ABOUT HONEY

RAW HONEY.

What is Raw Honey

Honey that is sold as raw contains all the pollen, enzymes and other micronutrients that are usually filtered out or destroyed by heat when the honey is processed. Traditionally, honey is heated and filtered so that it will remain liquid much longer. Raw honey will crystalize quickly due to the fact that it is unfiltered. 

Raw honey is completely pure honey that is derived directly from the beehive. It is unheated, unprocessed, and unpasteurized. Raw honey is well known to be a dense source of many nutrients that can protect your overall health, and it also contains certain compounds that are lacking in more commercial forms of honey. The best means of getting raw honey is directly from beekeepers, as that is the best way to know that it is authentic.

Some people wonder whether this type of honey is safe, and with the exception of those who have allergies to bee pollen or the flowers from which the nectar is harvested, there is a very little risk.

Honey Nutrition Facts

Honey is much more than just a simple sugar. For thousands of years honey has been used by mankind in many capacities to help give the human body energy and health. Below are the nutritional facts for Honey.

Honey is a supersaturated sugar solution with approximately 17.1 percent water. Fructose is the predominant sugar at 38.5 percent, followed by glucose at 31 percent. Disacharides, trisacharides and oligosaccharides are present in much smaller quantities.

The nutritional content of raw honey is impressive and includes high levels of protein, amino acids, B vitamins, calcium, manganese, potassium, magnesium, zinc, and iron, as well as various polyphenolic antioxidants that boost overall health. A single tablespoon does contain just over 60 calories, and while there isn’t any fat or cholesterol in the honey, it is relatively high in sugar and should be consumed in moderation..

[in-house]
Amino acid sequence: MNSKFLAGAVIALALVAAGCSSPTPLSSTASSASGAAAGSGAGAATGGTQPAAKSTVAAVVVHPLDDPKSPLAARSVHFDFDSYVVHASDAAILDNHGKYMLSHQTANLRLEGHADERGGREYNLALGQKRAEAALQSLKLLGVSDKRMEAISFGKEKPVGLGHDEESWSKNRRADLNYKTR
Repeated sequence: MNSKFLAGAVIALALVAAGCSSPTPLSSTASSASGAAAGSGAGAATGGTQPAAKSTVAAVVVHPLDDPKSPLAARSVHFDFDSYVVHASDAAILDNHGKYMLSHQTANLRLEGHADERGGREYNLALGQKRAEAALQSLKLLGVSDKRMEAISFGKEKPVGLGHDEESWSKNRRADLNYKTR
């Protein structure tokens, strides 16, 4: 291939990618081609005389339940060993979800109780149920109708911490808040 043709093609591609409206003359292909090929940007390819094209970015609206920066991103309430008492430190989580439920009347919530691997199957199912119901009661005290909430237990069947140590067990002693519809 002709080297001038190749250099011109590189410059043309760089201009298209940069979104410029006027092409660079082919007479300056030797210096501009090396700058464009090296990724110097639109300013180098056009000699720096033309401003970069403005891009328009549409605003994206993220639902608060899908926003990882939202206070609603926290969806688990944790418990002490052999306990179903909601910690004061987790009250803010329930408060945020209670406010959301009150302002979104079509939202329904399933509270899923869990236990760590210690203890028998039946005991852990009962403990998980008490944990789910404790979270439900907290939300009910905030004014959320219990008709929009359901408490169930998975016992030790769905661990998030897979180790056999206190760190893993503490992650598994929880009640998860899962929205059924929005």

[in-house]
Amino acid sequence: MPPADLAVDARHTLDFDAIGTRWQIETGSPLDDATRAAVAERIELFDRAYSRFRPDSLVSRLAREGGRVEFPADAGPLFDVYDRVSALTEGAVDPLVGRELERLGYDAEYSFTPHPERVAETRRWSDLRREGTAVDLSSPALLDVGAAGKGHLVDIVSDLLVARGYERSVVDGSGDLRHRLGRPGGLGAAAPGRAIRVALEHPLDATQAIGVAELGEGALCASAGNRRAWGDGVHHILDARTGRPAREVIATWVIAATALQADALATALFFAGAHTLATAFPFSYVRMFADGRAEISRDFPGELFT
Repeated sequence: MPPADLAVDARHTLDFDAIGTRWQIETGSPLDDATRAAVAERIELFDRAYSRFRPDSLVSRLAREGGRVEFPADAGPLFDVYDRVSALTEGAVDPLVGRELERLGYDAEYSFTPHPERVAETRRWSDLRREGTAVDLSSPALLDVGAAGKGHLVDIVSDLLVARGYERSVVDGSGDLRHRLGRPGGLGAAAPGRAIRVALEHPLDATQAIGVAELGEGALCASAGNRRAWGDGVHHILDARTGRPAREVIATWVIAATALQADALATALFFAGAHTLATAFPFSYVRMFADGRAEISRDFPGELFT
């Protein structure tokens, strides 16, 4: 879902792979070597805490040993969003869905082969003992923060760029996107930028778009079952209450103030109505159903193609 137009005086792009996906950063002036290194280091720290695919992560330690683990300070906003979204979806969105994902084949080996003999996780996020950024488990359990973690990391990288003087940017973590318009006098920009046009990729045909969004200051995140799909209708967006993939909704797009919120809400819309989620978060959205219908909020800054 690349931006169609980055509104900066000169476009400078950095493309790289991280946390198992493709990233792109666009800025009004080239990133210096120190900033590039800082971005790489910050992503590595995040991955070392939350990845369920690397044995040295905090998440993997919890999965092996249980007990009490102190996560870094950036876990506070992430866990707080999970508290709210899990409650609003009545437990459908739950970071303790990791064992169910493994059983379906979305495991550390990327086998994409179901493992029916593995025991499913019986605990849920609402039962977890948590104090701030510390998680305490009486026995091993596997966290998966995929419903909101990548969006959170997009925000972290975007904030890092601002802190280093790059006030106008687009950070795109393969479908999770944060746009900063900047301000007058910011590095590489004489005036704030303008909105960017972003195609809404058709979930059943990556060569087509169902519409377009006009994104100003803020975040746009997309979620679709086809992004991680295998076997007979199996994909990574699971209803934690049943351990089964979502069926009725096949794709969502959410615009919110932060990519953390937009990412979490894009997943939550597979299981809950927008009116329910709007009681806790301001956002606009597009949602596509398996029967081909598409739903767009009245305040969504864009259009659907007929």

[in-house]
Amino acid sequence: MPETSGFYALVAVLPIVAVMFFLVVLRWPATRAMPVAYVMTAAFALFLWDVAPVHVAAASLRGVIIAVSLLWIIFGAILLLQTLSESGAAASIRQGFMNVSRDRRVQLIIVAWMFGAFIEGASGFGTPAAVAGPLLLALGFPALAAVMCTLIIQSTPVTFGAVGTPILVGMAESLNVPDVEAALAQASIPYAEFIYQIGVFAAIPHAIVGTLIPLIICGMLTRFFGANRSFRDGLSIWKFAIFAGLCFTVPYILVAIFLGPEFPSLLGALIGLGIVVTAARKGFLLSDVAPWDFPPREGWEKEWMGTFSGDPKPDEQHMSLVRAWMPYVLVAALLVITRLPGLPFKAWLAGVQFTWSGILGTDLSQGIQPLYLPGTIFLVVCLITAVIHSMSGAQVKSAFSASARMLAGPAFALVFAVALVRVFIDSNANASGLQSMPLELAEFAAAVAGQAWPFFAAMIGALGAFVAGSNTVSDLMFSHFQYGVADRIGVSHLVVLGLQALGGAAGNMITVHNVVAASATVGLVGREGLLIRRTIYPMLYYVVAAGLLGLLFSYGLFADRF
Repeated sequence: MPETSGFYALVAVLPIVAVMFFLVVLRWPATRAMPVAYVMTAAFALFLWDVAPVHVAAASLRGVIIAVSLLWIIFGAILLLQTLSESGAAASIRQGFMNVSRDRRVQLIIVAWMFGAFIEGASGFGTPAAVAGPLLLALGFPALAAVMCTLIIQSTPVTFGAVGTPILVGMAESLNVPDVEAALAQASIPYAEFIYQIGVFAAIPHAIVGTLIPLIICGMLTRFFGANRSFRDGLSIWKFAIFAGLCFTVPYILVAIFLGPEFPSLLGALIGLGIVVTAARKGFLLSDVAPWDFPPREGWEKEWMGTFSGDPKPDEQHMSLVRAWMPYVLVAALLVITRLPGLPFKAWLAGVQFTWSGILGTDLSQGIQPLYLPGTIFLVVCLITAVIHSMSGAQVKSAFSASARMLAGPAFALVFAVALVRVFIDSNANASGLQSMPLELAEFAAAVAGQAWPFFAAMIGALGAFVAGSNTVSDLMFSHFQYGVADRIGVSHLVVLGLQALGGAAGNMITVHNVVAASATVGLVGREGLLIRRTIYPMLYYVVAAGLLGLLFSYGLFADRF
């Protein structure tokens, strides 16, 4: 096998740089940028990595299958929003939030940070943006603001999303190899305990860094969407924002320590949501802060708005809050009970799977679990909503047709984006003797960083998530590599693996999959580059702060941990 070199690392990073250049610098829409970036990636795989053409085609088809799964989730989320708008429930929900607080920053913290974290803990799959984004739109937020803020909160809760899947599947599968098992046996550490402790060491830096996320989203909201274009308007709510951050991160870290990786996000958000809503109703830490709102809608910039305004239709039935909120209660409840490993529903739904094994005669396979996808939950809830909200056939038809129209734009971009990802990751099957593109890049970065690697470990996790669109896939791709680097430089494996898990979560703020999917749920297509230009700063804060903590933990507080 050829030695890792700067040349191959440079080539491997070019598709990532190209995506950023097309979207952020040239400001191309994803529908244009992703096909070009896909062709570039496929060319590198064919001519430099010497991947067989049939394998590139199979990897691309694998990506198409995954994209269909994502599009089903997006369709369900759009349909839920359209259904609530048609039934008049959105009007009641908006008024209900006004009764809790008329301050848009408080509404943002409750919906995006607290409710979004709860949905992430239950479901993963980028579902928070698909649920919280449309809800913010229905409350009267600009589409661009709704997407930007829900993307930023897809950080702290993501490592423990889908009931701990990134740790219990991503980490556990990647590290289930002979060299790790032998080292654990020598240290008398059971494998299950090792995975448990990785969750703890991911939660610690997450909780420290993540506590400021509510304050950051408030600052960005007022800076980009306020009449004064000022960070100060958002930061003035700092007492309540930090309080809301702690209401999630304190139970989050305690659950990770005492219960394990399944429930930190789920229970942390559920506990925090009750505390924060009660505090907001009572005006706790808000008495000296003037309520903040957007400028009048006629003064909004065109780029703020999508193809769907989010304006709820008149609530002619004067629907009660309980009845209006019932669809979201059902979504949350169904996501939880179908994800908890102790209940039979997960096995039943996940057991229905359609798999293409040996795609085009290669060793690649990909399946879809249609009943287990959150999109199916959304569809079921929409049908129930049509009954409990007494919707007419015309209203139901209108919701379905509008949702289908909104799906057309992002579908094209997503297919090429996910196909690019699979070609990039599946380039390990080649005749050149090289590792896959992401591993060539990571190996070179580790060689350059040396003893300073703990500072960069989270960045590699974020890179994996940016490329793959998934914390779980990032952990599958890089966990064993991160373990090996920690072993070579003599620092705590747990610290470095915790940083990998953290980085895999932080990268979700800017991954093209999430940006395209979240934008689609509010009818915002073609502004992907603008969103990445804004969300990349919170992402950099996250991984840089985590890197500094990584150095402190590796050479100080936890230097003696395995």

Honey Characteristics

Each variety of honey has characteristics that make that each one unique. Some of the main characteristics are color, granulation, moisture content, Levlose (fructose sugars) levels and Dextrose (glucose sugars) levels. Honey colour is always graded with a number. A low number indicates a light color and the higher the number the darker the honey. Granulation is also given a number value to rate at which point the honey tends to crystallize or granulate. Levlose, dextrose and moisture levels are based on a percentage.

Uses

Honey has been used for everything from skincare to mead (honey wine). Honey is widely preferred as a sweetener because it is also a flavour enhancer. The wide variety of flavours available from different honeys makes honey a gourmet's delight.

Granulation (or crystallization)

Is defined as a natural occurring process of honey that changes it from liquid to solid. Some people think the honey is spoiled as it crystallizes but crystallization in honey occurs when the honey molecules are at optimum temperature. It then begins to crystallize. This has a lot to do with how you store you honey. If you store your honey above 16 degrees Centigrade (or in a certain containers the optimum is 15 degrees) it will crystallize. Levulose and dextrose levels affect crystallization also, so typically the one with the higher dextrose will crystallize more quickly; for example, Clover and Oil Seed Rape will crystallize more quickly than Blackberry. Also larger quantities will crystallize if they are stored on a concrete floor and the cold temperatures are drawn up into the container. If the honey re-crystallizes very quickly it only means that the honey did not get properly liquefied which means that the sugar crystals did not get dissolved. So if you place your honey in a pan of water and heat it slowly making sure you dissolve all the crystals you can slow crystallization or it will re-crystallize within just a few days.

Storage

If properly stored, honey will not spoil: A pot of honey found in an ancient Egyptian tomb was proved to be as wholesome as fresh honey. However, honey will ferment if it is diluted by moisture from the atmosphere or by other liquids. Prevent fermentation by keeping honey containers tightly sealed before and between uses.

Substituting Honey for Sugar

Replace 100g of sugar with 75g of honey and reduce the liquid in the recipe by 125ml. Add a pinch of baking soda to recipes that do not call for sour cream or sour milk, so as to reduce the acidity of the honey.

Baking Tips

When baking with honey, lower the oven temperature by 25° to 30° F to prevent over-browning.

When measuring honey, first coat the measuring utensil with a small amount of oil so the honey will not stick.

Store honey at room temperature rather than in a refrigerator. Keep it tightly covered and in a dry place.

If honey granulates, place its container in hot water until the honey re-liquefies.

Honey, because it is hydroscopic, tends to keep foods moist and tender. Therefore, if you are baking goodies for kids away at school, service members overseas, or friends out of town, always bake with honey to ensure freshness.

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